Passion that comes with team spectator sports also gives us a taste of group
ls, parties, concerts, and social gatherings are modern
examples of trying to be part of a group that protects and nurtures us.
Unfortunately when we use modern substitutes (such as electronics) to
fi ll the longing and desires to be part of a group, unintended side eff ects
occur, such as
stress, cyber bullying, depression, and loss of self-esteem.
Social Activities 115
To be healthy human beings, we must kindle and nurture our n
have a group to belong to. (From Your Body: Instructions for use by Dr. Haas, Instruction 5.3)
Instruction: 2.21 Vitamin Supplements
Vitamins and mineral supplements are a big business in the
United States. Yes, it is true we need vitamins and minerals, but I’m generally
not a huge fan of taking supplements unless a major medical problem
exists. Why not? Well if we lack certain vitamins and minerals, we need
to examine why we are not getting them in our food intake rather than
reaching for a bottle. We were created perfectly and this earth is a perfect
Slash and Burn (Food) 49
environment for us to fl ourish, and all the vitamins and minerals we need
should be in our diet. If they aren’t (or we think they aren’t), we have to
look at the problem. If it’s because we don’t eat enough green vegetables,
fruits, or meats, for instance, why don’t we just eat more of those things?
Th at sounds simplistic, but if you were truly lacking a particular vitamin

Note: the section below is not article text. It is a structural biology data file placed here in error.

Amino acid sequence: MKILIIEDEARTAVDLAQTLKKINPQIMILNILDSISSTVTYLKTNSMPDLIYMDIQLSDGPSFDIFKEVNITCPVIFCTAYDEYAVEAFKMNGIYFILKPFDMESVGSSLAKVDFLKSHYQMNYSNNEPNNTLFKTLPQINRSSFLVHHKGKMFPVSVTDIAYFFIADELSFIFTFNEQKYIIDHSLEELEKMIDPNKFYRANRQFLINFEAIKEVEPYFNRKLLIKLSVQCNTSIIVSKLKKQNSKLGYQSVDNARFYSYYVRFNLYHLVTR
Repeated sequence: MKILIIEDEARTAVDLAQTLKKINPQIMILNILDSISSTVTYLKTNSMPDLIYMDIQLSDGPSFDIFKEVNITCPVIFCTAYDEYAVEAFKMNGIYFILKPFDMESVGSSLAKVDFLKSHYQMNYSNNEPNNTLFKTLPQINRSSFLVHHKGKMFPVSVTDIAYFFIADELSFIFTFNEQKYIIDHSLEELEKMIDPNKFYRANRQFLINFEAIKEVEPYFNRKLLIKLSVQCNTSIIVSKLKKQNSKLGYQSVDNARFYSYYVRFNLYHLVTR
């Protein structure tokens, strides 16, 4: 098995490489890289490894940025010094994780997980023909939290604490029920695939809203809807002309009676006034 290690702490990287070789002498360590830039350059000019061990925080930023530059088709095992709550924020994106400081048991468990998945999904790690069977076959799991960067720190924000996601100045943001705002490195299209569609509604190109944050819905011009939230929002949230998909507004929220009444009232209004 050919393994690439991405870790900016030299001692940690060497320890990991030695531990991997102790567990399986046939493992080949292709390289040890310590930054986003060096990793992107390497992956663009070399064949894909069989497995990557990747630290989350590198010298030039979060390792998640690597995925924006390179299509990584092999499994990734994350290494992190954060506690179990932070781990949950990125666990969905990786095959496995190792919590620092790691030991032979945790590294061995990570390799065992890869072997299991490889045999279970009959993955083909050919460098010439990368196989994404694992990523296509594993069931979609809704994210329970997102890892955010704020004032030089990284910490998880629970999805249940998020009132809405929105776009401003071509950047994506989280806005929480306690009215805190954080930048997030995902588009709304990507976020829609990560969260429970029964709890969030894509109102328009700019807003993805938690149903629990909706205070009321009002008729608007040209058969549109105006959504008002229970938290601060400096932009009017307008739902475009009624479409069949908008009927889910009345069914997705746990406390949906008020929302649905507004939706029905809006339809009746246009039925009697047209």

and you take the “pill form,” then what else are you still lacking by not
eating the real food? You may also be lacking fi ber, proteins, or minerals,
but supplements won’t help with ancillary defi ciencies such as these.
Medical reasons for taking vitamins would include such illnesses as short
bowel syndrome, mal-absorption diseases, or taking diuretics, etc. Th ese
conditions can cause a serious lack of certain vital nutrients, and should be
supplemented. Please always speak to your doctor about supplements you
may need or want to take. What if you’re not lacking a particular vitamin
and take a supplement to be “on the safe side”? What’s the harm? Taking
vitamin supplements could possibly stop your body from absorbing that
particular vitamin and its cohorts from fresh fruits and vegetables. Our
bodies are very smart and know what they need and don’t need from a
particular food. By taking an “artifi cial” supplement, we may mess up our
internal feedback loop with other foods. I believe taking massive amounts
of unnecessary vitamins can at worst lead to diseases such as dementia,
cancer, and connective tissue disease.
If on the other hand you are taking vitamins because you are just
worried that you’re not getting enough of a particular vitamin or mineral,
why are you worried? Is it because you are eating lots of fast foods and
junk foods? If so, don’t try and fi x it with vitamins. All that is going to
do is fi x the mental and emotional guilt you have by eating those nasty
foods, and you will do yourself wrong. So my bottom line on vitamin and
mineral supplements is that if your doctor tells you that you need it, take
it. Otherwise, it is a marketing ploy to part you from your money.